The Scholarly Electronic Publishing Bibliography presents over 3,800 selected English-language articles, books, and other textual sources that are useful in understanding scholarly electronic publishing efforts on the Internet. It covers digital copyright, digital libraries, digital preservation, digital rights management, digital repositories, economic issues, electronic books and texts, electronic serials, license agreements, metadata, publisher issues, open access, and other related topics. Most sources have been published from 1990 through 2010. Many references have links to freely available copies of included works. Peter Jacso said in ONLINE (vol. 27, no. 3 2003, pp. 73-76): "SEP is compiled with utter professionalism. It reminds me of the work of the best artisans who know not only every item that leaves their workshops, but each component used to create them--providing the ideal quality control. . . . The selection of items is impeccable. I have yet to find journal articles irrelevant to the scope of the bibliography. SEP could be used as a benchmark in evaluating abstracting/indexing databases that proudly claim to have coverage of electronic publishing, but do not come close to SEP."
For decades, university presses and other scholarly and professional publishers in the United States played a pivotal role in the transmission of scholarly knowledge. Their books and journals became the "gold standard" in many academic fields for tenure, promotion, and merit pay. Their basic business model was successful, since this diverse collection of presses had a unique value proposition. They dominated the scholarly publishing field with preeminent sales in three major markets or channels of distribution: libraries and institutions; college and graduate school adoptions; and general readers (i.e., sales to general retailers).Yet this insulated world changed abruptly in the late 1990s. What happened? This book contains a superb series of articles originally published in The Journal of Scholarly Publishing, by some of the best experts on scholarly communication in the western hemisphere, Europe, Asia, and Africa. These authors analyze in depth the diverse and exciting challenges and opportunities scholars, universities, and publishers face in what is a period of unusual turbulence in scholarly publishing.The topics given attention include: copyrights, the transformation of scholarly publishing from a print format to a digital one, open access, scholarly publishing in emerging nations, problems confronting journals, and information on how certain academic disciplines are coping with the transformation of scholarly publishing. This book is a must read for anyone interested in the scholarly publishing industry's past, its current focus, or future plans and developments.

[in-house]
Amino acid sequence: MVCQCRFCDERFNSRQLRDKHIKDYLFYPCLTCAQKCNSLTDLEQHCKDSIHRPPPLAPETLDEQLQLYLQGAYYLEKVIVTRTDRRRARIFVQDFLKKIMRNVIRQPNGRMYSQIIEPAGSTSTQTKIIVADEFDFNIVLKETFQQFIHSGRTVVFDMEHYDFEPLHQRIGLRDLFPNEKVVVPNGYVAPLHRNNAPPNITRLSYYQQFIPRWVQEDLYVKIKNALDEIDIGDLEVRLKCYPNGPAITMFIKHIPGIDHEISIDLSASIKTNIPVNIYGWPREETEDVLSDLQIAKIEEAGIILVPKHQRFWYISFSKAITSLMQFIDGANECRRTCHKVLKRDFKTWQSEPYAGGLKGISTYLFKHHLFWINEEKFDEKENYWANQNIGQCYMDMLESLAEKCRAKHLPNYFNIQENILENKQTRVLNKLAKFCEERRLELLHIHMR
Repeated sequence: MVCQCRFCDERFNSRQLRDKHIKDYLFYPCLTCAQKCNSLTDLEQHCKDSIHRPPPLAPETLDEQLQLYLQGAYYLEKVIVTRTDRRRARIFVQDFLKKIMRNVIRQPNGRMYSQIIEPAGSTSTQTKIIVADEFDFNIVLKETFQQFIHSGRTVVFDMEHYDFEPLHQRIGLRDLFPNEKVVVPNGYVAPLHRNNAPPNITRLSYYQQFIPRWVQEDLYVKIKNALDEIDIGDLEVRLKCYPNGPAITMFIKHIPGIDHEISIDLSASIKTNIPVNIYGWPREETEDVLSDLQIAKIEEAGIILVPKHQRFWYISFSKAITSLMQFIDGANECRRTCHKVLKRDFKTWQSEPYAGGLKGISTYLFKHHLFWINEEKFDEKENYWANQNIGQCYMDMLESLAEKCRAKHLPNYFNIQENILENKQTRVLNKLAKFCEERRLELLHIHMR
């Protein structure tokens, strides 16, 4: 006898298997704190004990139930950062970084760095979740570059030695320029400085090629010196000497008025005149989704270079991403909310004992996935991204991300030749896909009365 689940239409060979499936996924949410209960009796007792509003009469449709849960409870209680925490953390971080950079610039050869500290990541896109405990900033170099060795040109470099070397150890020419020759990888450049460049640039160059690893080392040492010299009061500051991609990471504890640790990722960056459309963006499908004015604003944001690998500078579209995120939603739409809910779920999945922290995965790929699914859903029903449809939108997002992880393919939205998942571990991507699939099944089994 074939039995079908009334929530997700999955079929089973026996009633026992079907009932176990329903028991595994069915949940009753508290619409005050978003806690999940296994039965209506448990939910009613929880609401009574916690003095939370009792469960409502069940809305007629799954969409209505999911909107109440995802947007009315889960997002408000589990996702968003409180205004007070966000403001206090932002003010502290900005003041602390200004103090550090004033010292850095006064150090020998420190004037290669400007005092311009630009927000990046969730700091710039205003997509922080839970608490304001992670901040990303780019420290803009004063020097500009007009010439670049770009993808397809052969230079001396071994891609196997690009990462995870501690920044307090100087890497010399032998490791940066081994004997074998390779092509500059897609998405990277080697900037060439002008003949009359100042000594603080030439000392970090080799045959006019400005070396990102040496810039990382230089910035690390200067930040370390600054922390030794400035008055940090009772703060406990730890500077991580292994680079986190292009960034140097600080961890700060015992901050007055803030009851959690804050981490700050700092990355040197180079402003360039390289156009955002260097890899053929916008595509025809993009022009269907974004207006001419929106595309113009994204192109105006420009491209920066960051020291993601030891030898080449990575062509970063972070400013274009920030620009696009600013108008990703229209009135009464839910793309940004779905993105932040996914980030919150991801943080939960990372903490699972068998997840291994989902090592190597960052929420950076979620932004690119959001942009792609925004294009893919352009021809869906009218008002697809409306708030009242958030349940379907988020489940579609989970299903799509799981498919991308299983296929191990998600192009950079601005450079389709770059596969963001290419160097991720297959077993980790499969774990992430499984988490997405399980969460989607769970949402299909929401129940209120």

Chapters of this issue of New Directions for Higher Education present tenets of codes of conduct for the presidency, academic deans, admissions officers, fund-raising professionals, faculty who teach undergraduate students, and faculty who teach graduate students. The need for such codes of conduct stems from the client-serving role of colleges and universities. Such clients include prospective donors, prospective students and their families, the individual college or university, faculty members, undergraduate and graduate students, and the knowledge base of the various academic disciplines. Because presidents, academic deans, admissions officers, fund-raising professionals, and faculty members experience role ambiguity and substantial autonomy in the performance of their roles, codes of conduct are needed to protect the welfare of the clients served. The authors offer recommendations for policy and practice regarding the proposed codes of conduct. Organizational constraints and possibilities of enacting such codes are also discussed.